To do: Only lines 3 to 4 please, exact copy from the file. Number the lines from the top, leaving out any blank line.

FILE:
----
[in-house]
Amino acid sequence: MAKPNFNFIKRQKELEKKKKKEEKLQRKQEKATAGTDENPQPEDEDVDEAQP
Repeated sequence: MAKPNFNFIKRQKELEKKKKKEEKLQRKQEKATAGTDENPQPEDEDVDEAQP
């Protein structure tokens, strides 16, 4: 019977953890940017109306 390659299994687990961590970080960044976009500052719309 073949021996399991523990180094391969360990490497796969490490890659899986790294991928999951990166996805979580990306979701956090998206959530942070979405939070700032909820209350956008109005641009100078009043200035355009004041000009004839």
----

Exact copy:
Repeated sequence: MAKPNFNFIKRQKELEKKKKKEEKLQRKQEKATAGTDENPQPEDEDVDEAQP
């Protein structure tokens, strides 16, 4: 019977953890940017109306 390659299994687990961590970080960044976009500052719309 073949021996399991523990180094391969360990490497796969490490890659899986790294991928999951990166996805979580990306979701956090998206959530942070979405939070700032909820209350956008109005641009100078009043200035355009004041000009004839």